Carlee Russell's Alabama abduction hoax could affect legislation

Attorney General Steve Marshall said there were "societal costs" in the case of an Alabama woman who filed a false police report in an abduction hoax.
Alabama Attorney General Steve Marshall.
Posted at 8:41 PM, Jan 24, 2024

Alabama Attorney General Steve Marshall said last year there were "actual" and "societal costs" after an Alabama woman called 911 in what was later revealed to be a hoax, one that gained national attention and led police and others to search for her, believing she was abducted after the call. 

Carlee Russell, 25, was found guilty late last year, charged with the misdemeanor crimes of filing a false report with law enforcement and falsely reporting an incident. 

Prosecutors in Alabama are seeking at least one year in jail, and restitution of $17,974.

WBRC in Alabama reported that the chief counsel for Marshall, Katherine Robertson, has helped to author potential legislation to "beef" up how the crimes are punished, after Hoover Police Chief Nick Derzis and others expressed frustration that harsher penalties were not available. 

Alabama woman who faked her own abduction seeks to avoid jail
Carlee Russell

Alabama woman who faked her own abduction seeks to avoid jail

Carlee Russell was found guilty of filing a false report with law enforcement and falsely reporting an incident. She faces up to one year in jail.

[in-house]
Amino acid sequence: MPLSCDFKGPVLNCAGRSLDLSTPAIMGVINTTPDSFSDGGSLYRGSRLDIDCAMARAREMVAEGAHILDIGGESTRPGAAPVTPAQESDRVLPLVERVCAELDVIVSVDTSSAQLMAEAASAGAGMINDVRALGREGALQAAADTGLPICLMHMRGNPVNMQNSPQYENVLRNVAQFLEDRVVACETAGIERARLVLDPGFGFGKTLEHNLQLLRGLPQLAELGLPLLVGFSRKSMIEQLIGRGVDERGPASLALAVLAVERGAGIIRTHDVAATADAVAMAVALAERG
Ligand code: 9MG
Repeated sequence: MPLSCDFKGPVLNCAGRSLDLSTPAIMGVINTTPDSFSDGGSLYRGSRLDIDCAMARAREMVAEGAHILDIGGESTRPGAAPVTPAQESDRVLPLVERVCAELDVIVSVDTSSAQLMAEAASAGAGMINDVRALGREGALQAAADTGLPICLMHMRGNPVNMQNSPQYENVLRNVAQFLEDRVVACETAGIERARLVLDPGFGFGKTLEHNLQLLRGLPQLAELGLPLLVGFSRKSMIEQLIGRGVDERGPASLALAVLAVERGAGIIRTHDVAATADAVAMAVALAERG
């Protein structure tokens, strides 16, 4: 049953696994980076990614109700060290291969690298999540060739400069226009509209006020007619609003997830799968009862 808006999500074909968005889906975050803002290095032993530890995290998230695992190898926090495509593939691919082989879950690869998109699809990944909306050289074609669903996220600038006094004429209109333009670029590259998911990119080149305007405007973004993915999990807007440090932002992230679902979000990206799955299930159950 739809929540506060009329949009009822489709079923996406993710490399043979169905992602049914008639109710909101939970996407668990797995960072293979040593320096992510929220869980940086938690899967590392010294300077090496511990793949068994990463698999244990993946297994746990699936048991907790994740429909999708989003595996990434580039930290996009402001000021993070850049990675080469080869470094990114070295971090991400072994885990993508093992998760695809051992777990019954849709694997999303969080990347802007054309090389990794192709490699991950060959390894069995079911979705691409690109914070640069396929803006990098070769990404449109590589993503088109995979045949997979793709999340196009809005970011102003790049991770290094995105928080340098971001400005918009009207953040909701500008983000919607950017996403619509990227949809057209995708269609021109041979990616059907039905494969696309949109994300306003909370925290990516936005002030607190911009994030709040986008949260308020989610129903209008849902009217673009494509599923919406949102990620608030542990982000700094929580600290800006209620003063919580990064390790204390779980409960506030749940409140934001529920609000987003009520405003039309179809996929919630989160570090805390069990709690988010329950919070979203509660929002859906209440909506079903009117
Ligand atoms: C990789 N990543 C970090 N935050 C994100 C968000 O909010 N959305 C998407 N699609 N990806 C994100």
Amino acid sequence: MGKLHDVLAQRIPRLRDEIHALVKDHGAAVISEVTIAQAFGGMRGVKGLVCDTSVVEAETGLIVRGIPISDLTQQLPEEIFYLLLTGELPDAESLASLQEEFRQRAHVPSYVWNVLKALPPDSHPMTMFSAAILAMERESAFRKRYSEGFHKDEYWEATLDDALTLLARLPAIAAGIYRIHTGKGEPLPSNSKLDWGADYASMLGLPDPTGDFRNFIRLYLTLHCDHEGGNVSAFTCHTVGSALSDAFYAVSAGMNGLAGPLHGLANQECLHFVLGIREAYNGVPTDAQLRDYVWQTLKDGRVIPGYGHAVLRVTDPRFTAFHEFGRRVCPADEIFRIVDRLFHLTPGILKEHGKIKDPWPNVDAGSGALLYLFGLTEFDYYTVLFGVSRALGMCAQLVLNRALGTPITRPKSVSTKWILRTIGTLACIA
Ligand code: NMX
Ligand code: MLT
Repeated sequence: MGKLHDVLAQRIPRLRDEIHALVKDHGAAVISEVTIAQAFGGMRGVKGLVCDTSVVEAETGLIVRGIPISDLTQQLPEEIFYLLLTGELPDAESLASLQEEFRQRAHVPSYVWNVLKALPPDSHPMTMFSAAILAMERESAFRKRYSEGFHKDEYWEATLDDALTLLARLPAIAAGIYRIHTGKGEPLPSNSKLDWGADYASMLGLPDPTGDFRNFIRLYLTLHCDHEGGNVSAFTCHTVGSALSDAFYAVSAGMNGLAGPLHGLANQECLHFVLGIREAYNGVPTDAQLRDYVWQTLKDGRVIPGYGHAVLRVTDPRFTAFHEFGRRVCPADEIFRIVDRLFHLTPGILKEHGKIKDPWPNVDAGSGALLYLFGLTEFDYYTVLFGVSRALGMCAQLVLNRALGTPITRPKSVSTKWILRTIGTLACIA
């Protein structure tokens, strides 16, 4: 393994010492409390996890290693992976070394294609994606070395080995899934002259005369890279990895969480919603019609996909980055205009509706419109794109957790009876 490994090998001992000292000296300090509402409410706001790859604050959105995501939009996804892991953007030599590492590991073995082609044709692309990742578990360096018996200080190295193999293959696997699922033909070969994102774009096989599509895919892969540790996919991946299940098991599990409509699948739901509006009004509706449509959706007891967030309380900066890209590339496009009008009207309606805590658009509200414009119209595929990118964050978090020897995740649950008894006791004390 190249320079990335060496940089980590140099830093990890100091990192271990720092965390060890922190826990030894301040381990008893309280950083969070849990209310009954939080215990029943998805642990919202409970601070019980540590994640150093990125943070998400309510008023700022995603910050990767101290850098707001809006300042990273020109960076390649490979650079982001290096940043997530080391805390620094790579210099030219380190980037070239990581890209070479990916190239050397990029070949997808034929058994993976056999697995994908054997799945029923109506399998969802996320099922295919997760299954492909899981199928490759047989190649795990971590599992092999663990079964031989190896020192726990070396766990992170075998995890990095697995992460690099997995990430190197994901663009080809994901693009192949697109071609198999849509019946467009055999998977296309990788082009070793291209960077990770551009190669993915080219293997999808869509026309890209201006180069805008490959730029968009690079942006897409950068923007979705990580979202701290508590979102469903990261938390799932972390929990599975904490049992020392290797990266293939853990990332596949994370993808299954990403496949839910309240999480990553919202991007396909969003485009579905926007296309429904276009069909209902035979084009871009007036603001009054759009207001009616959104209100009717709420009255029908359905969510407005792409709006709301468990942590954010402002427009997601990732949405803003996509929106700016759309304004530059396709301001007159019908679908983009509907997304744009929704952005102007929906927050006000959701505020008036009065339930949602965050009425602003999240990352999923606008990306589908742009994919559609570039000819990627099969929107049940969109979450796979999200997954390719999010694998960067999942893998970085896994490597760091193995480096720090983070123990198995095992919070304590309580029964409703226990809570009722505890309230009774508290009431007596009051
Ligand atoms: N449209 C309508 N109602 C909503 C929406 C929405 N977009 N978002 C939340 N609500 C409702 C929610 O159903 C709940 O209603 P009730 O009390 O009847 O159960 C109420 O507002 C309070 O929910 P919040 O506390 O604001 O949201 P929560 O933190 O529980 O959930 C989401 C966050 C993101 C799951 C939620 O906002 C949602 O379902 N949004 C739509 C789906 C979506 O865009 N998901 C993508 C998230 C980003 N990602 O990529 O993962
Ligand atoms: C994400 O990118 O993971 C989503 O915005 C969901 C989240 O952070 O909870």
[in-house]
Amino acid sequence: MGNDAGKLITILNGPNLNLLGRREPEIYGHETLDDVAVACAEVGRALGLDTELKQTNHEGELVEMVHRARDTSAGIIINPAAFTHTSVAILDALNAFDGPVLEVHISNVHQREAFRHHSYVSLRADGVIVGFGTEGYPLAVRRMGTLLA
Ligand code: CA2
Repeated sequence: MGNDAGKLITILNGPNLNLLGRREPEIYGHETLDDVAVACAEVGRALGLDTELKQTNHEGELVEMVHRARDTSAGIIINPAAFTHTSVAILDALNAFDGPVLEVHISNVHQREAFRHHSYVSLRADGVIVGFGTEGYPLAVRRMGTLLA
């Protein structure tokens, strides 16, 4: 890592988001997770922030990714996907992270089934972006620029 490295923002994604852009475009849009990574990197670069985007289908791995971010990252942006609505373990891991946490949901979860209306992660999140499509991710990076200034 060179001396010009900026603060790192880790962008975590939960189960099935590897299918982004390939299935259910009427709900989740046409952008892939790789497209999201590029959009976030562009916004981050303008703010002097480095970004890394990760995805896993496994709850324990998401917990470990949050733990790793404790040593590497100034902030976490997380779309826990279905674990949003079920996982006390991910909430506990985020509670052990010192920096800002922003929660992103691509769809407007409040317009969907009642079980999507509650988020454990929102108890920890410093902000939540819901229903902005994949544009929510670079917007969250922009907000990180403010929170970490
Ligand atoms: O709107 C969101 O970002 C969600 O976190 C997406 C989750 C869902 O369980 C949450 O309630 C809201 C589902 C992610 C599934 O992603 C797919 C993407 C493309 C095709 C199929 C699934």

Russell caused authorities to spend days and resources searching for her, believing she had disappeared after pulling over on the side of I-459 in Alabama after claiming she had seen an abandoned child. City, state and federal law enforcement joined in the search. 

Robertson, explaining the goal of the draft legislation she's working on, said, "To have that option to go higher than a misdemeanor is important when the false report is threatening." 

Marshall said in an interview on Fox News, reported on by 1819 News, "Clearly, the City of Hoover, through their police department as well as surrounding law enforcement agencies, expended significant resources to try to make sure we could locate not only Carlee Russell but — don't forget, the allegation involved an infant on the side of a busy highway." 

Marshall said, "We put significant resources into being able to try to find both. Now, obviously, we know that was a false allegation, and it is our intention through this criminal prosecution to make sure we recover that restitution but also understand the impact on society. You had countless individuals come out late, early, in the heat in Alabama looking for both of these individuals. One thing I don't want to see from this is people become jaded in their response at times when their help was necessary."

In August of last year, the Alabama Political Reporter covered Sen. April Weaver's efforts to try to introduce a bill that would focus on increasing charges forindividuals who report "sham kidnappings."

Sen. Weaver said the legislation would try to increase prison sentences and require mandatory restitution.

Sen. Weaver said, "This fictitious kidnapping caused fear and shock not only throughout the legislative district I represent, but also throughout our state and nation."

Days after Russell went missing, police in Hoover held a press conference and read a statement from Russell's attorney describing how his client lied to police.

"We know by her own admission that it didn't happen," Derzis said.

Russell is set to appear in court on Monday, March 18, 2024, at 9 a.m. for a scheduled jury trial, according to court filings.